The 2013 Range Rover is on waiting lists so long that Land Rover isn't even importing the base model for lack of sufficient uptake in view of limited resources. When that backlog is all cleared up, there's a 15-page booklet worth of changes coming for the 2014 model year, the biggest of which is the disappearance of the naturally aspirated 5.0-liter V8 engine. It will be replaced in the base Range Rover and the HSE with a supercharged 3.0-liter V6.
The new Rangie's aesthetics have changed to help it improve its overall Earth friendliness, and that's the reason given for the engine switch: following "the widespread industry trend to downsize engines due to GHG [greenhouse gasses] legislation which requires continuing efforts to improve emissions and fuel consumption." The V8 produced 375 horsepower and 375 pound-feet of torque, the supercharged V6 gets 340 hp and 332 lb-ft. That slows the 0-to-60 mile-per-hour time from 6.5 seconds to 7.1, but improves gas mileage by two miles per gallon across the board to 16 city, 22 highway and 18 combined and CO2 emissions drop by 22 percent. Stop/start will come standard on both the V6 and the supercharged 5.0-liter V8, that latter engine still standard fitment on the Supercharged and Autobiography trims.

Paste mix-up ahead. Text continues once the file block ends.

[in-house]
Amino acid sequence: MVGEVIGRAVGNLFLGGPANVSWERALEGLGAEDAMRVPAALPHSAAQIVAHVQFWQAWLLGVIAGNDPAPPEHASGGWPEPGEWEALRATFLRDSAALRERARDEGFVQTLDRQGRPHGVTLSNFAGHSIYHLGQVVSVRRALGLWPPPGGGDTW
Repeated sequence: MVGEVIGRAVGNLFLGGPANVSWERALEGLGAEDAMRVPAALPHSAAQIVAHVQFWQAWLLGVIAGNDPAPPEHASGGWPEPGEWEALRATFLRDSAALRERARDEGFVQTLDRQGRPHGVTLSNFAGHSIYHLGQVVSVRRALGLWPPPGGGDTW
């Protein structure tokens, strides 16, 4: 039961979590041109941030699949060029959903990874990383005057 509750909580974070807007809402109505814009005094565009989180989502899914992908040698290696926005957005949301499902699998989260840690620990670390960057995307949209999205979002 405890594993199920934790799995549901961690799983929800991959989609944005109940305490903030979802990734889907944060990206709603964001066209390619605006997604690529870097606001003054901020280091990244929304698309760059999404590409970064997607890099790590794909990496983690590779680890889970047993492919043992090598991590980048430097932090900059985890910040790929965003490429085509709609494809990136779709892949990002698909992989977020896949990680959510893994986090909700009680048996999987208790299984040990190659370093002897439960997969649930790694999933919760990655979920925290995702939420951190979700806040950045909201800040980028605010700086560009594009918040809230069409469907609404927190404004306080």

Elsewhere on the velveteen exploration mobile, the price of the Adaptive Cruise Control will drop from $2,000 to $1,295. The Active Rear Locking Differential gets combined with the Tow Package; both are available separately on the Supercharged and Autobiography trims for $1,400 total right now, combined the two will cost $1,300 on the 2014 model. The LED signature lamps, an option with the Vision Assist package, will be standard across the range, and two new colors are added and one disappears. Click the link below to read the entire document, and you might want to rearrange your place on that waiting list if you're read something you like.